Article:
The Fairfield Wives

Dr. John Parkinson, a civic and religious leader in the perfectly suburban town of Fairfield, told women they needed pelvic exams. Long exams. Several times a week. For years. And they believed him.

It is considered an honor to be called into service in the Mormon Church. Church leaders, who members believe are inspired by God in their selections, directly call people to positions at the level of bishop and higher. Those who have been so called are looked upon as possessing particular wisdom and high moral character by members of the church community.

Members turn to those church leaders for both spiritual and temporal needs. From its vast coffers (faithful members give one-tenth of their income to the church), the church provides support -- money, food, clothing, and almost any type of service -- to members in need.

Even after he left his post as stake president, Parkinson continued to teach Sunday school. Many considered him a scriptural scholar. Church members turned to Parkinson for spiritual help, advice and leadership, and medical treatment and counsel, all of which he gave them in a convincing and authoritative way.

The Mormon Church is structured into geographic groupings headed by lay ministers. These ministers have no seminary-type education, and they don't get paid. In fact, church leaders hold secular jobs while they minister to their flocks. Church members are clustered in wards (similar to Catholic parishes), each led by a bishop and two assistants known as counselors. Several wards comprise a stake, and each stake is headed by a stake president and two counselors.

Geraldine Rasmussen and her husband Paul raised horses on a patch of land near the small town of Dixon, and were active in the Mormon Church, where Geraldine occasionally taught Sunday school and participated in the activities of the Relief Society, a women's organization. Dixon is not nearly so grand as its citified cousin, Fairfield. Dixon's only real landmark is the Milk Farm, an ancient restaurant along the side of the highway, where a neon cow jumps over a moon and waves its tail at weary drivers. There is little else in Dixon besides the orchards and fields that surround the area's ranch homes, which range from well-kept to downright dilapidated.

The Rasmussens initially became concerned about Dr. Parkinson in an indirect way. They rented a second home to Geraldine's sister, Anne Aldrich, whom everyone in the family called "Annie" and who was the single mother of a 7-year-old son. In the early 1990s, Rasmussen and her brother, Chance Williams, became concerned about Aldrich. She seemed tired, lethargic, ill, even though she was seeing Parkinson for a variety of ailments with increasing frequency. In fact, Rasmussen and Williams claim Aldrich was seeing Parkinson as often as twice a day, and that he would sometimes come to her house.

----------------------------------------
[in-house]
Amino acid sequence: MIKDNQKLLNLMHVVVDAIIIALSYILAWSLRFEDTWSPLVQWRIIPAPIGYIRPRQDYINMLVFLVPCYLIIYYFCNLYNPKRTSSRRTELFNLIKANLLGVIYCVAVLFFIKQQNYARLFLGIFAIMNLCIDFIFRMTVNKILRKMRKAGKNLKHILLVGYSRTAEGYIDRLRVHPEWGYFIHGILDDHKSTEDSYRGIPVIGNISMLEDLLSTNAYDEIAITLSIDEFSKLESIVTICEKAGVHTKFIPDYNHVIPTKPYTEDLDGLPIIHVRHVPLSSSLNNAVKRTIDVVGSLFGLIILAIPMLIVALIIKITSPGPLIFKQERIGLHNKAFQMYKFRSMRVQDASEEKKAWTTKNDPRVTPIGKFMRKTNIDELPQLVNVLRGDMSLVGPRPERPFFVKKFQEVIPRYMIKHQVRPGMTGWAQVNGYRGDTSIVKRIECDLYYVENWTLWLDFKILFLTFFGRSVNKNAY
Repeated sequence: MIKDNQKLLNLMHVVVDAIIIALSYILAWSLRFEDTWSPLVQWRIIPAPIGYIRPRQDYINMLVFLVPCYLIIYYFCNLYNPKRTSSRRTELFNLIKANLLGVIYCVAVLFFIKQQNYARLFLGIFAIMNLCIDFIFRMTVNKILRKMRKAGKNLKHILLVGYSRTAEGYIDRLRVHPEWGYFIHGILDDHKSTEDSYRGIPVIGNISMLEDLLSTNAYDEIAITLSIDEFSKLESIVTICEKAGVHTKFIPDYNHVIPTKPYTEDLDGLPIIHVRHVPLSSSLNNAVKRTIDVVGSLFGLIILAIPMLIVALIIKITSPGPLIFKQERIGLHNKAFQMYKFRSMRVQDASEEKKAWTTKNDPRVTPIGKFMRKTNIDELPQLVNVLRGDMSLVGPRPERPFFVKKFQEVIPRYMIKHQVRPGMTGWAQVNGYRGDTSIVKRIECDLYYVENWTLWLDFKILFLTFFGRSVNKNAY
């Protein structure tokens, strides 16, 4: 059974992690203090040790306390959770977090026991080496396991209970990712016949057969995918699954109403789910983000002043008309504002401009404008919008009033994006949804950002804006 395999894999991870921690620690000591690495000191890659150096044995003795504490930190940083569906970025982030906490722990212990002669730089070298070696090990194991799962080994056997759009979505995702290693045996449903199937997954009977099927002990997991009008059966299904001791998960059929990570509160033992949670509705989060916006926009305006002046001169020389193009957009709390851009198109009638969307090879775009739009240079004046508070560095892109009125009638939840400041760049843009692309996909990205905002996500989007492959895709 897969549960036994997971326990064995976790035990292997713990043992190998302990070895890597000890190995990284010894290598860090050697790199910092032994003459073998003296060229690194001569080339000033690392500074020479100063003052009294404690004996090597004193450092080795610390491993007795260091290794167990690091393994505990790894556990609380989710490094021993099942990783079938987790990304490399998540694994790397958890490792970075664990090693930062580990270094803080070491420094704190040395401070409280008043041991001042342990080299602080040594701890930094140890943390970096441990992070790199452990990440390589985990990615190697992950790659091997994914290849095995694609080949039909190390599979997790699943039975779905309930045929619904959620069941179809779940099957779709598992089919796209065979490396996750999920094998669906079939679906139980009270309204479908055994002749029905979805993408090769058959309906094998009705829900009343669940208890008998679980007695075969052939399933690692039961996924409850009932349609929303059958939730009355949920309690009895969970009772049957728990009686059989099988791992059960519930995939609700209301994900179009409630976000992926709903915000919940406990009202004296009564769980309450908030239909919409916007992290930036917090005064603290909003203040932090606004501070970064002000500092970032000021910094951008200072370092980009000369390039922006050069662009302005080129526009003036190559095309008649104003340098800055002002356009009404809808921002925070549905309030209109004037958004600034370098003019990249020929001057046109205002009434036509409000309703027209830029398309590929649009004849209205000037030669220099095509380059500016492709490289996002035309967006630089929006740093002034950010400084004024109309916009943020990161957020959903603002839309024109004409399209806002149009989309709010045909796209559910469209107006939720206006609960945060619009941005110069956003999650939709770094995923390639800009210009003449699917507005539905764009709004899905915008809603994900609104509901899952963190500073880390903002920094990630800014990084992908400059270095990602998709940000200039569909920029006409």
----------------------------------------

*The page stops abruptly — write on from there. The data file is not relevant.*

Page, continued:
"We felt that she ought to get a second opinion. That the relationship she had with Dr. Parkinson was not right," says Williams. "He seemed a little overinvolved. Her health under his care seemed to be deteriorating."

Aldrich insisted that Parkinson was a brilliant doctor. He was kind and generous like no one else would be. They were lucky to have him there.

Geraldine Rasmussen was a bolder woman than most in her ward, and a lot of people in the county didn't like her. She was outspoken, maybe even a little brassy, and enjoyed tracking local gossip as much as tracing family history on her home computer. She didn't like what was happening to her sister, and she didn't trust Parkinson. She was even more upset when her mother, Dorothy Gray, began seeing him. But Gray, too, stood firmly behind the doctor. She had known him for 20 years as a church leader, and she believed in his goodness. For the sake of peace, they basically agreed to disagree within the family.

But as Williams learned more and more about the situation, he felt he had to act. "At that point, I started putting a lot of pressure on Gerry, telling her that you have got to go to the Medical Board," he says. "You have got to start talking to other people."

She did. And the town of Fairfield exploded.
In the spring of 1992, Geraldine Rasmussen officially complained about Parkinson to the Medical Board of California. In June, Rasmussen's aunt, who had been receiving chemotherapy treatments from Parkinson, died of cancer. Rasmussen's cousin, Carolyn Windham, went to see a lawyer about her mother's death. Windham, herself a Parkinson patient, was also uncomfortable with some of the doctor's practices. Parkinson had given Windham a lot of pelvic exams. In fact, she had had a pelvic exam nearly every time she saw Parkinson.

Before any official investigation into Rasmussen's complaint began, Geraldine Rasmussen called a meeting with the leaders of her church. It was held in July, in the offices of the Vacaville stake president, and Rasmussen's bishop. Louis Madsen Jr., a dentist and local Mormon leader -- and Parkinson's good friend-- as well as another counselor in the local stake were also there.

Rasmussen told the church leaders that she believed Parkinson had done bad things to her aunt, and continued to do bad things to her sister, her cousin, her mother, and other women who were his patients. Among other things, she told them that she thought Parkinson gave women pelvic exams -- many, many pelvic exams -- for no medical reason, overmedicated and misdiagnosed his patients, and used dangerous chemotherapy treatments. She also told them that she had filed a Medical Board complaint, and that her complaint was the subject of an investigation.

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